• http://www.facebook.com/chromatouch Leon Trimble

      what’s the benefit of using this rather than madmapper (if i have the soft/hardware)?

    • Jasmine Strong

      MadMapper doesn’t drive LEDs directly. They’re not the same thing (and you could drive MadMapper into PixelPusher if you wanted to.)

    • http://www.facebook.com/skulpture Graham Thorne
    • hc gilje

      That madmapper example is using a dmx controller to control the color of a whole led strip segment at once, the pixelpusher controls individual pixels on a digital led strip.

      An alternative to pixelpusher could be the teensy 3.0 controller combined with the octoWS2811 library http://www.pjrc.com/teensy/td_libs_OctoWS2811.html
      This however only works with the WS2811 based ledstrips.

    • Jasmine Strong

      It also only works over USB, which has a five metre distance limitation, and can’t control as many pixels as PixelPusher does (PixelPusher runs eight strips of 240 pixels a piece, whereas octoWS2811 is limited to 1000 pixels per board). PixelPusher uses 100 Mbit ethernet and a custom protocol (which is documented and open sourced) to run any distance you care to string Cat5 cable over.

    • hc gilje

      I think both have their uses. The teensy costs $19, and you can daisychain them, so I guess it´s a question of how big you need to go for a project, and you have to do a bit of soldering yourself with the teensies. I am definitely going to check out the PixelPusher though, seems like a very flexible and well implemented system.

    • Nathanaël

      That’s not totally true anymore, the Teensy 3.1 is out and can control around 1000 leds per pin (that’s 8000 leds total) We’ve also been working on some code with artnet which works very well so you can use ethernet cables.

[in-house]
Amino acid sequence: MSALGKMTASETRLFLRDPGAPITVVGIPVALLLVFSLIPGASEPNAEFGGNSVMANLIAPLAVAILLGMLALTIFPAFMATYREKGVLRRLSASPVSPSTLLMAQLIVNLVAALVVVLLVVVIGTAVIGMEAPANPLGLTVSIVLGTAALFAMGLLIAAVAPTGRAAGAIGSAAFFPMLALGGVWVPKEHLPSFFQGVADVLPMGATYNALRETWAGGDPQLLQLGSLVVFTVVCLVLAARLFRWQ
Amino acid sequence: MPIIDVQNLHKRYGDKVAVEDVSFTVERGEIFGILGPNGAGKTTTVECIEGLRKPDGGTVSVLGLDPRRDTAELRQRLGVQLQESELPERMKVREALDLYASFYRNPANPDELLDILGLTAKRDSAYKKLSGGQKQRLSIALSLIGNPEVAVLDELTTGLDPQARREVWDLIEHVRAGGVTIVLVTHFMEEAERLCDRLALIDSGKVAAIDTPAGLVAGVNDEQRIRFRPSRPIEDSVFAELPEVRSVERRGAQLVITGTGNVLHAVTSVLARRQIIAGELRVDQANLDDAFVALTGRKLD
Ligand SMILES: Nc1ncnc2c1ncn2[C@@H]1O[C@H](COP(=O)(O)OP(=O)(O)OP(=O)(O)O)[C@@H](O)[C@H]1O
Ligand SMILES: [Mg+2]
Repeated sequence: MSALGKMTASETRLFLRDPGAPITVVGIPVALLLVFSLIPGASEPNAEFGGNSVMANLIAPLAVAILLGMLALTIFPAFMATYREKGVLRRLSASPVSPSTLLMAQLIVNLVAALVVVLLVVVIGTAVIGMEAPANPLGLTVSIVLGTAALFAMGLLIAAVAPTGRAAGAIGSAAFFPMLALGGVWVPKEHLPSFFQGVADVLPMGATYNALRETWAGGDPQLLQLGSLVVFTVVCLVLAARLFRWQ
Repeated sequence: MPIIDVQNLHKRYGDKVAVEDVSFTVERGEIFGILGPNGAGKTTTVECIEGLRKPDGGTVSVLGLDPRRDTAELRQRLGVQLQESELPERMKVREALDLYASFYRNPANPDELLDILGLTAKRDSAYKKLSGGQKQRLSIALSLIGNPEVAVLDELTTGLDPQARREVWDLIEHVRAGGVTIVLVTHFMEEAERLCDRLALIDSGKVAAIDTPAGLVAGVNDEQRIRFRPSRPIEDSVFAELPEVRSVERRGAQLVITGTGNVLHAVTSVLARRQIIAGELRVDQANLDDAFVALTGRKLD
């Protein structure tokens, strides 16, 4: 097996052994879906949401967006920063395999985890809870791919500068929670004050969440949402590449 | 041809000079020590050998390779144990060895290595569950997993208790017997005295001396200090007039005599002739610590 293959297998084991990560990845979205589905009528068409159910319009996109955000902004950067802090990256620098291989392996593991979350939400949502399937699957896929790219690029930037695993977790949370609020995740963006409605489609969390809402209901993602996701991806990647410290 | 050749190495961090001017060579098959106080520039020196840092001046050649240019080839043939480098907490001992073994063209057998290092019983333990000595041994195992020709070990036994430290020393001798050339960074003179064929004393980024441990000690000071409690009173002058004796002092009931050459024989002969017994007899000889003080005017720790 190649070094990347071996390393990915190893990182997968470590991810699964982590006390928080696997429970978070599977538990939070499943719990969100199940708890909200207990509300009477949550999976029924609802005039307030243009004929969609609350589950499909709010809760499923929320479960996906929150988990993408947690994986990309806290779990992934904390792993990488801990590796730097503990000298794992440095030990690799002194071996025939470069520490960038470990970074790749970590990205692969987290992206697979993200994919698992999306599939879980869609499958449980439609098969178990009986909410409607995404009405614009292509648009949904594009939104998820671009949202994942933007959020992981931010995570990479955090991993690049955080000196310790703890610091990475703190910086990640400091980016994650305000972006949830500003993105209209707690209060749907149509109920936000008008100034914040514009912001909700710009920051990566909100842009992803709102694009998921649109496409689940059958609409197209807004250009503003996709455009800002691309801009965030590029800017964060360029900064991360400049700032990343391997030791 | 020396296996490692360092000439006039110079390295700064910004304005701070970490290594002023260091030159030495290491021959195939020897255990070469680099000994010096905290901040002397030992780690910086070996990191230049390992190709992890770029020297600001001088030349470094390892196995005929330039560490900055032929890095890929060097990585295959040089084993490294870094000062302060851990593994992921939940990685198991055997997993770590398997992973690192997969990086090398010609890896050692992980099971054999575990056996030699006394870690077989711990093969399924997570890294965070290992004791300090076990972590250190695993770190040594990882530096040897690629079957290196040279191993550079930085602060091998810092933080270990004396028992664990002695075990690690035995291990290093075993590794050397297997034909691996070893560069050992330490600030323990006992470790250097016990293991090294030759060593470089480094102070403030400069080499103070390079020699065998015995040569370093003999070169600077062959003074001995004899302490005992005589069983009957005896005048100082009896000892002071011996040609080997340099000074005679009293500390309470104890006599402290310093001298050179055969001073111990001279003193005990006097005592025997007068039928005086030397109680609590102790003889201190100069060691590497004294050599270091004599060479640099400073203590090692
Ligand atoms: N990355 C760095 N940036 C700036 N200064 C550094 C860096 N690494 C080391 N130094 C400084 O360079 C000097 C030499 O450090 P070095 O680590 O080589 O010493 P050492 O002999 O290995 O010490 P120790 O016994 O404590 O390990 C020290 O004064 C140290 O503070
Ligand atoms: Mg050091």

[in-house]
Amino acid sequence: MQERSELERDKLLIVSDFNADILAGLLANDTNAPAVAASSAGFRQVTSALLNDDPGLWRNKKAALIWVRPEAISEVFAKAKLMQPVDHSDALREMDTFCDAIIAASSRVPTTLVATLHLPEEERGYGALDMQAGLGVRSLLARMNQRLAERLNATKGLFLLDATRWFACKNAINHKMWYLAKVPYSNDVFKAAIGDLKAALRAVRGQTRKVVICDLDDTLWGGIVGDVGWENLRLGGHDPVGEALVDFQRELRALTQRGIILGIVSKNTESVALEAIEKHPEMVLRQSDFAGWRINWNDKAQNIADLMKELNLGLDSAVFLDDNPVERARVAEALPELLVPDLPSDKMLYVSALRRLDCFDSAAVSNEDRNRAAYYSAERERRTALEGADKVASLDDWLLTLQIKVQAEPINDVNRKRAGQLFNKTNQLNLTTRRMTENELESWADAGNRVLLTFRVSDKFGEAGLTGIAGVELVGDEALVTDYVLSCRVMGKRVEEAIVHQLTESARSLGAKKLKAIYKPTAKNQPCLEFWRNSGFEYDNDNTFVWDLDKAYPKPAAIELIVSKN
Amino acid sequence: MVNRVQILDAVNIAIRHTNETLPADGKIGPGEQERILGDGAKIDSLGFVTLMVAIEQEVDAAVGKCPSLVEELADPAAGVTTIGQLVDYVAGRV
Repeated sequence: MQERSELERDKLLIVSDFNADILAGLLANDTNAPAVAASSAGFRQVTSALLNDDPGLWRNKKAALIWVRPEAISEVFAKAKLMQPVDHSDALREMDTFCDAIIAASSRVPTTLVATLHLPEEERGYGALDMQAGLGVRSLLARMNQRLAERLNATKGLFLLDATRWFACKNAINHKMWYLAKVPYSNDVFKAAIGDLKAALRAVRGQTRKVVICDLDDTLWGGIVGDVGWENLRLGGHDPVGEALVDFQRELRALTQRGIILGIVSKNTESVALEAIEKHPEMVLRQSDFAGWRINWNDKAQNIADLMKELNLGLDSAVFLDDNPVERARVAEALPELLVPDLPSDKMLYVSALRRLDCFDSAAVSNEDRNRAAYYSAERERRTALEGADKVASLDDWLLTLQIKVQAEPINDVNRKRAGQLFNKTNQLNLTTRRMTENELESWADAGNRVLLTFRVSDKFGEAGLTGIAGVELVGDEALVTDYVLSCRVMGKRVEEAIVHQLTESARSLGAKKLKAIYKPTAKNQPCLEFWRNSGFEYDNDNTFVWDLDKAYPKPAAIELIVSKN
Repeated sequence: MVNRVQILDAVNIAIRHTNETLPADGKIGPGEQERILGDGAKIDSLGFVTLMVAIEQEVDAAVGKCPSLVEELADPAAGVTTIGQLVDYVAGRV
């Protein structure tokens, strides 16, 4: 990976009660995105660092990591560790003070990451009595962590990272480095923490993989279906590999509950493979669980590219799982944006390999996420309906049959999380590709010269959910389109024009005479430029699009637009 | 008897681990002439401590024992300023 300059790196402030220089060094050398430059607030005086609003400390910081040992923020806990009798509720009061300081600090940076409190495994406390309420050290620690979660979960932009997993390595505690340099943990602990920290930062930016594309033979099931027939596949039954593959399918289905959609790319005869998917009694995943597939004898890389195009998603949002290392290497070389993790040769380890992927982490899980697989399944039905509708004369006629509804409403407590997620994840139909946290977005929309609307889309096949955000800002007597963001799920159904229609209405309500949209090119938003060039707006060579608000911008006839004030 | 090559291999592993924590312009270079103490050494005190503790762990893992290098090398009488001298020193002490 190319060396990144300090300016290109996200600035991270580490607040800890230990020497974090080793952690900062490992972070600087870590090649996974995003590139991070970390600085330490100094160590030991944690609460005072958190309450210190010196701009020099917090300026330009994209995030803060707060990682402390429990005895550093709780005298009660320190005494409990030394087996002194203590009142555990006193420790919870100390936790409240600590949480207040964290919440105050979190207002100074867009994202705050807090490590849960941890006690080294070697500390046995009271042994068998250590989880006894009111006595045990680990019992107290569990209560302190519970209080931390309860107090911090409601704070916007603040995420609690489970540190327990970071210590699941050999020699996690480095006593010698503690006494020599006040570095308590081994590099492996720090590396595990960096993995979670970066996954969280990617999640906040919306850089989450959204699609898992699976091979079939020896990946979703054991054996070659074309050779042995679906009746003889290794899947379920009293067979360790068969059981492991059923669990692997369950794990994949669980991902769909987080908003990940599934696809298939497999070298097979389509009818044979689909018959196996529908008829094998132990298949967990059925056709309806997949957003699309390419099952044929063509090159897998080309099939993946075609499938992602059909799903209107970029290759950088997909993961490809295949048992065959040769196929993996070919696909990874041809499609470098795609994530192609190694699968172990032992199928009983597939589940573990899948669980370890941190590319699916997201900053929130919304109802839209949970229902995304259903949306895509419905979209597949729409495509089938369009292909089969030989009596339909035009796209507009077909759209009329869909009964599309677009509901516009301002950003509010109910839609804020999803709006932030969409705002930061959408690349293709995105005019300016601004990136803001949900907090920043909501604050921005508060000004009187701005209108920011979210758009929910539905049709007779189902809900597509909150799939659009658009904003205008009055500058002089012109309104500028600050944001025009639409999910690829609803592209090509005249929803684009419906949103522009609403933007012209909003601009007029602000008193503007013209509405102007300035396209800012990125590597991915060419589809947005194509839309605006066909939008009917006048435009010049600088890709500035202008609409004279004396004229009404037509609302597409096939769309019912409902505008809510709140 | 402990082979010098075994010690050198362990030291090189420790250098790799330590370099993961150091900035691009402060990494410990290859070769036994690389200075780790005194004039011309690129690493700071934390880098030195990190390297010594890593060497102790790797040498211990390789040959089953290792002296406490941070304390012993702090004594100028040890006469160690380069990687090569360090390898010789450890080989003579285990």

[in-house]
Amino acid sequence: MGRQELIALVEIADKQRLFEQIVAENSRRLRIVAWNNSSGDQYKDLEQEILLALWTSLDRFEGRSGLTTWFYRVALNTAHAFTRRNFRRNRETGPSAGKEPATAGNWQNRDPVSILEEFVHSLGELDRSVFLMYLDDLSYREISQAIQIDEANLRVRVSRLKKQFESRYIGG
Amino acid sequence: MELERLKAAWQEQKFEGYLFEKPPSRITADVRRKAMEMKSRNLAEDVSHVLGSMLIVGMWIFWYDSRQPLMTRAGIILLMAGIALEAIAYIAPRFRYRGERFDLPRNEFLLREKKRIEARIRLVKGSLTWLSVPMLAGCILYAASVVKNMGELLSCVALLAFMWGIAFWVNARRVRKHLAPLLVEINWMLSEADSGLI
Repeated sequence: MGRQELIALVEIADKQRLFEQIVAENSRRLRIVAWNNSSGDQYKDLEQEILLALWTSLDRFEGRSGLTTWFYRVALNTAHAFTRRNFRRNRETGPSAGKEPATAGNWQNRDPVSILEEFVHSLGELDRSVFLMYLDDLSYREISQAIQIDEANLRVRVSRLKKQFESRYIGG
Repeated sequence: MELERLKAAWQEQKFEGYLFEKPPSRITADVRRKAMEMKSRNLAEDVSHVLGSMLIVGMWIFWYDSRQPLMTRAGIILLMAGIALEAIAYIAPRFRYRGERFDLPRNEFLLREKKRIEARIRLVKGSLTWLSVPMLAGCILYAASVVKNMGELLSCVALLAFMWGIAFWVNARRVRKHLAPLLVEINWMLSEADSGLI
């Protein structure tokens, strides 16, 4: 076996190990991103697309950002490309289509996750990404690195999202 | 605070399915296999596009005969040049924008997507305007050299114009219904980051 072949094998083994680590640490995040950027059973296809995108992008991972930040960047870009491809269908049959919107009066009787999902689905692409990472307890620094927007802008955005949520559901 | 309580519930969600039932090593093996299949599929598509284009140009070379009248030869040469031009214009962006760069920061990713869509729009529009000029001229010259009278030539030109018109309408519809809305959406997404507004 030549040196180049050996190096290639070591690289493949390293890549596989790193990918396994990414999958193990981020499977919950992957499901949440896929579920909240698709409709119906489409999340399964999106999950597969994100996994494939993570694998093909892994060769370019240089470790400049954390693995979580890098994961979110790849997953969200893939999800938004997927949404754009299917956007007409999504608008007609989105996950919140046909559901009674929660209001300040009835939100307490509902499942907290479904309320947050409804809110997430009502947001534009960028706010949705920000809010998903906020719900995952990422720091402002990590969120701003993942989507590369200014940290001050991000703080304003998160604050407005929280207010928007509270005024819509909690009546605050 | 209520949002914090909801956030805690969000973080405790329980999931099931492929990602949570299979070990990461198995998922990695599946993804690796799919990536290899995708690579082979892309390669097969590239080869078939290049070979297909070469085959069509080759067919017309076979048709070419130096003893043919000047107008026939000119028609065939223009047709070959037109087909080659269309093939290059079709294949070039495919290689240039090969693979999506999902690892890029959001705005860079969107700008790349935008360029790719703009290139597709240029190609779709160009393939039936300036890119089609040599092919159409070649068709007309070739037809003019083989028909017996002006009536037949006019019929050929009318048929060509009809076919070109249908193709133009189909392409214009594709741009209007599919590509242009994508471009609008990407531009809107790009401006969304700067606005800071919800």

• jahaja

      MadMapper can control individual LEDs as well. It’s a matter of what kind of LED strip you have, either the LEDs are individually addressable or they’re not.

    • http://pkirn.com/ Peter Kirn

      Thanks, Jasmine, for the great response. We’ll be talking more, I’m sure!

      So, I’d say then technically not open source hardware unless I misunderstand the intentions of the hardware design and license, but hardware with a high degree of openness and open source software and an open API.

    • Jasmine Strong

      It’s not open source hardware, but all the software (the part that runs on a controlling PC, Mac, Linux box, Android, whatever) is open source, and the firmware will be open source once we’re done.

  • http://www.facebook.com/profile.php?id=693071883 Brian Burt

    I just thought I’d say I’ve seen what Jasmine has done with this technology in person, and it’s awesome to see!

  • http://twitter.com/_vade vade

    Awesome to see Syphon support. I am curious how this is implemented in person. Anyone have a board in NYC ?

  • Marco Tempest

    Brilliant. Looking forward to receiving my first set.

  • http://www.facebook.com/hogguru Mick Murray

    Is there any plan to make an artnet compatible version of this?

    • Matthew Stone

      Artnet is now supported!